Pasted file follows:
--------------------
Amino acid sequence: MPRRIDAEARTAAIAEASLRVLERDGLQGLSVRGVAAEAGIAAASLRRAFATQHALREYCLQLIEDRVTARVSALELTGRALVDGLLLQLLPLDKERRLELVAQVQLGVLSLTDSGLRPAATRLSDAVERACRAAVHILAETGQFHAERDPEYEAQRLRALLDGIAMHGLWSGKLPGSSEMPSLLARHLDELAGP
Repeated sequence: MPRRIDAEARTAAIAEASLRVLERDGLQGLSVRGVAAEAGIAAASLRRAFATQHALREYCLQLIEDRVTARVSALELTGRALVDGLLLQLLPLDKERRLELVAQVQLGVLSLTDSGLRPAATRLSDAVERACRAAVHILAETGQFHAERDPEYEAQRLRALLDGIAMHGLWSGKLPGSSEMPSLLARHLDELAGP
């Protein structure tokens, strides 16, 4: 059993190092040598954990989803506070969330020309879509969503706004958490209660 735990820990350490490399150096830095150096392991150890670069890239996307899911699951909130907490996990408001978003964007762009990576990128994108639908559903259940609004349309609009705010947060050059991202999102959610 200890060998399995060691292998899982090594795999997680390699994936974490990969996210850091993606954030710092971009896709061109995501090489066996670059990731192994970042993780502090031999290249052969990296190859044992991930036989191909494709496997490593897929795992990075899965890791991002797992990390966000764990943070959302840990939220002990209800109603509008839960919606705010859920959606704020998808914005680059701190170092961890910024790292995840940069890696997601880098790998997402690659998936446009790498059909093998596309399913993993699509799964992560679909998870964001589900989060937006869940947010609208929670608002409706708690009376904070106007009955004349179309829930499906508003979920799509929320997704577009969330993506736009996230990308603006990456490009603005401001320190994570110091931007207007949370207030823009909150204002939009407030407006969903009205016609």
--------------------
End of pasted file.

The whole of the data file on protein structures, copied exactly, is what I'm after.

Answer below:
Amino acid sequence: MPRRIDAEARTAAIAEASLRVLERDGLQGLSVRGVAAEAGIAAASLRRAFATQHALREYCLQLIEDRVTARVSALELTGRALVDGLLLQLLPLDKERRLELVAQVQLGVLSLTDSGLRPAATRLSDAVERACRAAVHILAETGQFHAERDPEYEAQRLRALLDGIAMHGLWSGKLPGSSEMPSLLARHLDELAGP
Repeated sequence: MPRRIDAEARTAAIAEASLRVLERDGLQGLSVRGVAAEAGIAAASLRRAFATQHALREYCLQLIEDRVTARVSALELTGRALVDGLLLQLLPLDKERRLELVAQVQLGVLSLTDSGLRPAATRLSDAVERACRAAVHILAETGQFHAERDPEYEAQRLRALLDGIAMHGLWSGKLPGSSEMPSLLARHLDELAGP
């Protein structure tokens, strides 16, 4: 059993190092040598954990989803506070969330020309879509969503706004958490209660 735990820990350490490399150096830095150096392991150890670069890239996307899911699951909130907490996990408001978003964007762009990576990128994108639908559903259940609004349309609009705010947060050059991202999102959610 200890060998399995060691292998899982090594795999997680390699994936974490990969996210850091993606954030710092971009896709061109995501090489066996670059990731192994970042993780502090031999290249052969990296190859044992991930036989191909494709496997490593897929795992990075899965890791991002797992990390966000764990943070959302840990939220002990209800109603509008839960919606705010859920959606704020998808914005680059701190170092961890910024790292995840940069890696997601880098790998997402690659998936446009790498059909093998596309399913993993699509799964992560679909998870964001589900989060937006869940947010609208929670608002409706708690009376904070106007009955004349179309829930499906508003979920799509929320997704577009969330993506736009996230990308603006990456490009603005401001320190994570110091931007207007949370207030823009909150204002939009407030407006969903009205016609």